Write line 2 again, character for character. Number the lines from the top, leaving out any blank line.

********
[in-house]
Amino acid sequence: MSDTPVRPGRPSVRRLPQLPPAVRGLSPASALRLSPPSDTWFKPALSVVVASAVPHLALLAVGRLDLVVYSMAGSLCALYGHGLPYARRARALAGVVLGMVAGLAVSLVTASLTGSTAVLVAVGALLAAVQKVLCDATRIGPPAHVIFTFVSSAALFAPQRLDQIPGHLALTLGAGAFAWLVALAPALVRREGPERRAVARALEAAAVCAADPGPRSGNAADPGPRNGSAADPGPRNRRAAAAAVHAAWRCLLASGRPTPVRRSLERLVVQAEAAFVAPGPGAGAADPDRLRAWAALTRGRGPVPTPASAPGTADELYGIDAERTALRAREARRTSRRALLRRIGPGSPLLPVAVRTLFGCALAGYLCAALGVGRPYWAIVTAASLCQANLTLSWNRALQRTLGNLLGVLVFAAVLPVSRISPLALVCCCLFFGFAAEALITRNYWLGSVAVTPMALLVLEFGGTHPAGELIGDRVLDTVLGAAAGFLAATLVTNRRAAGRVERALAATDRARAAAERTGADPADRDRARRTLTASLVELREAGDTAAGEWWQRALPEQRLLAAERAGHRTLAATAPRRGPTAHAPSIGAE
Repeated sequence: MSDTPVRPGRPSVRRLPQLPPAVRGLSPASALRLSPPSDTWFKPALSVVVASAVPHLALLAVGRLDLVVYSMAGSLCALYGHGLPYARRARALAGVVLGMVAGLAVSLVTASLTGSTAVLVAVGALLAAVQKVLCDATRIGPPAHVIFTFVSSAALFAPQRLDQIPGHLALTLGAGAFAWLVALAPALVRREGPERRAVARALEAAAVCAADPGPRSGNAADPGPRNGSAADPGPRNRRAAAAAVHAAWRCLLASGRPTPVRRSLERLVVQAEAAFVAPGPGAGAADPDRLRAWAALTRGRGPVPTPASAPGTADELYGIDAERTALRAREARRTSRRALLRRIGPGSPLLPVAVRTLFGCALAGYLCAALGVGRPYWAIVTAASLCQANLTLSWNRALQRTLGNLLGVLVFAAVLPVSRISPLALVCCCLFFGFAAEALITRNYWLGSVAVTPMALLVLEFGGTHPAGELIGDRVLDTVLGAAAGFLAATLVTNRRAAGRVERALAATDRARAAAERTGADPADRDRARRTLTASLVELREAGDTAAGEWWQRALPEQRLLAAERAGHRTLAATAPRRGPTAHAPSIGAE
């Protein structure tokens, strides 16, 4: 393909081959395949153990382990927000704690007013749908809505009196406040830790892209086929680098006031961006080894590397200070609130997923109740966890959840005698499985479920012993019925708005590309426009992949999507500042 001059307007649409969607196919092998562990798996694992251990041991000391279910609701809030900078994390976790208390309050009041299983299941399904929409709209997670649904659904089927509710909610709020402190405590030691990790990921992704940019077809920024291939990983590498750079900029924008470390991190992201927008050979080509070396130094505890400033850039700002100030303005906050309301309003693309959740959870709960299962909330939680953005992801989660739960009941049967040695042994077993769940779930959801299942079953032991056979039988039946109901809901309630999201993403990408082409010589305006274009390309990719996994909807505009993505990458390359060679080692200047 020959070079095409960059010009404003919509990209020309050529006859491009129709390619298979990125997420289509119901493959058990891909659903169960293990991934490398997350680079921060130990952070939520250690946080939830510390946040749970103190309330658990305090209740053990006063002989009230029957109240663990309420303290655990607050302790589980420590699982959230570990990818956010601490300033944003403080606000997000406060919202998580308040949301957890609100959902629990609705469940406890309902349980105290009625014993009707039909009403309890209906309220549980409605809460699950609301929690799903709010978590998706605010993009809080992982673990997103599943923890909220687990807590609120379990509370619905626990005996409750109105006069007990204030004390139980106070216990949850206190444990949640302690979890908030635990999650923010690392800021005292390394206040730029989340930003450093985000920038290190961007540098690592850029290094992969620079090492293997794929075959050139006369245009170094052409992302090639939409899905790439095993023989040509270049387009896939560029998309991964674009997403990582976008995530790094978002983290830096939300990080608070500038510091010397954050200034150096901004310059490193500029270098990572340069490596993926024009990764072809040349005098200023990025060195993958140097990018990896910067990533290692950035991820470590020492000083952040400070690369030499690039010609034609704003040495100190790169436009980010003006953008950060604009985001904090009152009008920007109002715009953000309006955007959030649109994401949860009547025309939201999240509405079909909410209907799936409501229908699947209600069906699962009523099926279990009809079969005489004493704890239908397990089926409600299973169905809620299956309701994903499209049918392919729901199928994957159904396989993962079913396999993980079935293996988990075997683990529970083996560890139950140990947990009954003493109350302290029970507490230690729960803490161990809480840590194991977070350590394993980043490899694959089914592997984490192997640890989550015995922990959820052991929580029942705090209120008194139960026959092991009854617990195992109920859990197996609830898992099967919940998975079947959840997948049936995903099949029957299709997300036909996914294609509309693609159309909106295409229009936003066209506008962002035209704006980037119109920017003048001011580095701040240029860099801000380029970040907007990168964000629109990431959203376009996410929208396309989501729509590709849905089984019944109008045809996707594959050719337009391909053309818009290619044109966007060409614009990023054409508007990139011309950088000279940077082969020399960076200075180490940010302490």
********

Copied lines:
Amino acid sequence: MSDTPVRPGRPSVRRLPQLPPAVRGLSPASALRLSPPSDTWFKPALSVVVASAVPHLALLAVGRLDLVVYSMAGSLCALYGHGLPYARRARALAGVVLGMVAGLAVSLVTASLTGSTAVLVAVGALLAAVQKVLCDATRIGPPAHVIFTFVSSAALFAPQRLDQIPGHLALTLGAGAFAWLVALAPALVRREGPERRAVARALEAAAVCAADPGPRSGNAADPGPRNGSAADPGPRNRRAAAAAVHAAWRCLLASGRPTPVRRSLERLVVQAEAAFVAPGPGAGAADPDRLRAWAALTRGRGPVPTPASAPGTADELYGIDAERTALRAREARRTSRRALLRRIGPGSPLLPVAVRTLFGCALAGYLCAALGVGRPYWAIVTAASLCQANLTLSWNRALQRTLGNLLGVLVFAAVLPVSRISPLALVCCCLFFGFAAEALITRNYWLGSVAVTPMALLVLEFGGTHPAGELIGDRVLDTVLGAAAGFLAATLVTNRRAAGRVERALAATDRARAAAERTGADPADRDRARRTLTASLVELREAGDTAAGEWWQRALPEQRLLAAERAGHRTLAATAPRRGPTAHAPSIGAE